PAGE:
EPT8 Berlin: Locals proving tough opponents on world stage
In terms of recent German history one feature dominates; a 97 mile long, 12 feet high feature that split East Berlin from West Berlin, East Germany from West Germany, and the East and West in general.
It's more than 22 years since the Berlin Wall was at first opened, then pecked at by Ossies and Wessis with pick axes, then torn down with bulldozers, freeing millions who had spent decades living behind it.
East Germans in their Zeha sports shoes were able to swap two-cylinder Trabants* for fuel-injected Mercedes, or at least watch their Besser-Wessi cousins, wearing Levi jeans and smoking dollar bills, speed past in them, listening to Nena** on the stereo.
It was a turning point for Germany, and the world, with German unification taking place less than a year later on 3 October 1990.
The Berlin Wall passed passed in front of here, the Brandenberg Gate...
At best guess half the field at EPT Berlin weren't born then and of those that were most were mere boys, kicking balls around and probably cleaning out Grandma in the family penny ante game on Friday night.
... and here, Potsdamer Platz
German poker though has evolved as well as the political climate in Europe over that period. Months before the guards lowered their rifles when East German citizens approached the border, young pretender Phil Hellmuth was denying Johnny Chan a third World Series main event title in a row.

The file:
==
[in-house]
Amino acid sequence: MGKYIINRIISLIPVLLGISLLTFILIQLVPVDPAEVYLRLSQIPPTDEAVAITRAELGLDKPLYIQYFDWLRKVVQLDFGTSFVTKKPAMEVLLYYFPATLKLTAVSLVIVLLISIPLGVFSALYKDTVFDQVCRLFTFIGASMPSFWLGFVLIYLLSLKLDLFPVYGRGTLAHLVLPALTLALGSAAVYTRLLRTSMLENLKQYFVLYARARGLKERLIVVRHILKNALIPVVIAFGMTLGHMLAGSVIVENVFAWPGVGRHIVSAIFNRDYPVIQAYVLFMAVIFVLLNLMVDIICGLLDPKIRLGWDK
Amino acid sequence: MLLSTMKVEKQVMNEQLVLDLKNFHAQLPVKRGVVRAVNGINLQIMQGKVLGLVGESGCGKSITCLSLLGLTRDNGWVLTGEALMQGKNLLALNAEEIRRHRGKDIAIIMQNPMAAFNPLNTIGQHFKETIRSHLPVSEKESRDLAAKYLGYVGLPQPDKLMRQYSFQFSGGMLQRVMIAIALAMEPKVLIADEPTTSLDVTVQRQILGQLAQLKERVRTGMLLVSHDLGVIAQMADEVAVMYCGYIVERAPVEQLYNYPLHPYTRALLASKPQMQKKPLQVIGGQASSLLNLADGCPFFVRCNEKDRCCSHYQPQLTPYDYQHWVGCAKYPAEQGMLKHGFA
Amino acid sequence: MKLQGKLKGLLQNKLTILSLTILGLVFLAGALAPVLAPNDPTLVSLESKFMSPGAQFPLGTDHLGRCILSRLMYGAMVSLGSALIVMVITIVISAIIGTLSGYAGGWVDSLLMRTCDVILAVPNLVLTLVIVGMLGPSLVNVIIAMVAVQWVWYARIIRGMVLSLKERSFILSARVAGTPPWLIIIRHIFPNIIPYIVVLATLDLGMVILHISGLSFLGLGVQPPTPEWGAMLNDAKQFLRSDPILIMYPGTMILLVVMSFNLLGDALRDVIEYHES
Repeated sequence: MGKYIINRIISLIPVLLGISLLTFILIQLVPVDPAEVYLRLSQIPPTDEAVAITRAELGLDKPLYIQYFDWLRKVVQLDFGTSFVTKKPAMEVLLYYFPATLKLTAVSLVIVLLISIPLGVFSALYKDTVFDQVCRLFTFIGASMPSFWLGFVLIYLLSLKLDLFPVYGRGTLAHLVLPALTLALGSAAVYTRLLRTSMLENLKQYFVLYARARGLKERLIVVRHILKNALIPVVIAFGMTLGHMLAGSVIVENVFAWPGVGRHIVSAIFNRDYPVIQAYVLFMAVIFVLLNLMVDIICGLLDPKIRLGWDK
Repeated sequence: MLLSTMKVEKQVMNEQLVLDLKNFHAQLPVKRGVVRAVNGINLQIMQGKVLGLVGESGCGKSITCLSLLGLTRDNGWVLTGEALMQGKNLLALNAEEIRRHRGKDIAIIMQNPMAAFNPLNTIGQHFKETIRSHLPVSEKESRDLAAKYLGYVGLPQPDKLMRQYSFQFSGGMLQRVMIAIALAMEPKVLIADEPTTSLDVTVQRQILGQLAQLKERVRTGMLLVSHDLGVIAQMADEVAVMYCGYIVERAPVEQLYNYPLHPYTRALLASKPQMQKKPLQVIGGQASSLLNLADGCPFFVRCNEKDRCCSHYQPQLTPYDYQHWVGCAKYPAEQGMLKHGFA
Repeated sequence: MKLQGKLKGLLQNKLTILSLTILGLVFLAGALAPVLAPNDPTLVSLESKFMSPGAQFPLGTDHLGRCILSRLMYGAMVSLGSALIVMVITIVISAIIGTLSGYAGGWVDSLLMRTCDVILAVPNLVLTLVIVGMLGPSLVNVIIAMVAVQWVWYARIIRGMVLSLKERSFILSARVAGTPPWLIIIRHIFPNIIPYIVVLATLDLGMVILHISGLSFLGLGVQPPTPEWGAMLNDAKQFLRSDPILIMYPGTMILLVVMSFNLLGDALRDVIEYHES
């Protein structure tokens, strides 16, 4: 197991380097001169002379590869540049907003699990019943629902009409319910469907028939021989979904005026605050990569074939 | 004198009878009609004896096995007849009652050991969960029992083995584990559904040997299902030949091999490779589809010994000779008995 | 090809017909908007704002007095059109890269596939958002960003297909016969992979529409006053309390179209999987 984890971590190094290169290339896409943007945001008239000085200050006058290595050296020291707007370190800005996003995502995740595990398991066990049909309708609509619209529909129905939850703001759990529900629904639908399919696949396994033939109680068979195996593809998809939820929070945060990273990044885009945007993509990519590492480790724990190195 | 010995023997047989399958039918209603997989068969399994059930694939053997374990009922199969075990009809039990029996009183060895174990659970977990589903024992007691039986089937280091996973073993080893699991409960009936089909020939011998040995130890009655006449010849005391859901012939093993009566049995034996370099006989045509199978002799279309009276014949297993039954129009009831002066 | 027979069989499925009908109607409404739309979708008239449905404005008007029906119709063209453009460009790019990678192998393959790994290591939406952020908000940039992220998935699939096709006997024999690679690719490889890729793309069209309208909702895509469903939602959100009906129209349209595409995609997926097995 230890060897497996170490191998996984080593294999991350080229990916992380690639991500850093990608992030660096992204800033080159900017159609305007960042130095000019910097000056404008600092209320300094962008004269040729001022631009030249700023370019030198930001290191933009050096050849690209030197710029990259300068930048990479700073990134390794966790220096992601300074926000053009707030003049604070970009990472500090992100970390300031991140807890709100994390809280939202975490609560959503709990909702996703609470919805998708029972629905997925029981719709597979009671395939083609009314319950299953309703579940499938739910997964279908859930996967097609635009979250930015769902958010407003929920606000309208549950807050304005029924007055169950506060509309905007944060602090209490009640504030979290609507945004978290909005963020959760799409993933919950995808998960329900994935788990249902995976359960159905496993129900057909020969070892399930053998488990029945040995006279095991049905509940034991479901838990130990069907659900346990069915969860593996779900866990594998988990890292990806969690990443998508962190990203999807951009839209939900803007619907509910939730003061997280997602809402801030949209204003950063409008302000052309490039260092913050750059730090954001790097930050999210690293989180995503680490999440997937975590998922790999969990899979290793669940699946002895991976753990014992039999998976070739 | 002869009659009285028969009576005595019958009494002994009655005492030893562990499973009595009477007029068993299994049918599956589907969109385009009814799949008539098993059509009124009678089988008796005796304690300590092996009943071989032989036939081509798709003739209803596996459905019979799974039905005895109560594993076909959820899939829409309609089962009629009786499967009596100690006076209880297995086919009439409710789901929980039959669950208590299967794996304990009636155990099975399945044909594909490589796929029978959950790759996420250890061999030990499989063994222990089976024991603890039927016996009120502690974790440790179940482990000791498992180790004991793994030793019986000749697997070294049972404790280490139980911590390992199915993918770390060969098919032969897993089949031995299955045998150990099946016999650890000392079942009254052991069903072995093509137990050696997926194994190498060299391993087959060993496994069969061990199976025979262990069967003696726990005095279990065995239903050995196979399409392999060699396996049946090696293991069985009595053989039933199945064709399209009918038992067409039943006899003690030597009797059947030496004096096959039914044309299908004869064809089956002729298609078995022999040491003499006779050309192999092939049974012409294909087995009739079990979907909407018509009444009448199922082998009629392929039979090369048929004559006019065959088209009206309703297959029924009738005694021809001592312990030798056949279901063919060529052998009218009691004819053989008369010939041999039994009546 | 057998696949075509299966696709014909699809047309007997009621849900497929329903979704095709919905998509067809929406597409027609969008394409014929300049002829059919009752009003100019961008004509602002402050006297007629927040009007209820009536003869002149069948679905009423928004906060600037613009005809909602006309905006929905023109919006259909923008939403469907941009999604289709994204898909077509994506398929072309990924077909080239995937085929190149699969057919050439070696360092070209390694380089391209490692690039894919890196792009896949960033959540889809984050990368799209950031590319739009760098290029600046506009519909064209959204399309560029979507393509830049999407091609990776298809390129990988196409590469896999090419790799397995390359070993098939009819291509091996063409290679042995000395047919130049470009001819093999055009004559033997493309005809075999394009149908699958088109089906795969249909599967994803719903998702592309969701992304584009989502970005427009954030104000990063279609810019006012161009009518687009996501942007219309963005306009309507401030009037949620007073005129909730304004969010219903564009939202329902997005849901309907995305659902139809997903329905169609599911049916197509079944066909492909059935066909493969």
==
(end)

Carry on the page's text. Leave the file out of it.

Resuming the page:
Meanwhile across the Atlantic in soon to be unified Germany, the game was 7 Card Stud, a game brought into the country by American GIs. In the past decade though poker's popularity boom swept across Germany with dramatic effect, turning the country of moustaches, mullets and other baseless stereotypes, into a nation of hold'em loving poker players, producing some of the best players in the game today, all while keeping their Zippo lighters for the next Scorpions gig***.
Thang Duc Nguyen**** was the first German to win an EPT event, taking down EPT3 Baden, followed over the years by the likes of Michael Schulze, Sebastian Ruthenberg, Moritz Kranich, Sandra Naujoks, Michael Eiler, Martin Schleich and Benny Spindler.
The country got its own EPT event in Season 3 when Dortmund appeared. Sure, it took a while to get to Hohensyburg, and you had to find it first, but Germany was on the poker map, more so when the event moved to the Capital, Berlin, just 100 yards from Potsdamer Platz, where all those years ago the Berlin wall used to dissect the heart of the city.
Now Germans are all over the poker scene. Two of the first three events of the year were won by Germans (Schleich and Spindler), while Philipp Gruissem won the EPT London High Roller. Martin Finger added his name to the roll call, winning in Prague. The surge of German players within poker continues to grow. Let's not forget the current WSOP main event winner Pius Heinz.
These are the players we'll look back on in 20 years from now, a period that will likely see a continuation of German dominance in the major casinos and card rooms of the poker world.
* For those not yet 30-years-old you may need to Google this.
** And this.
*** And this.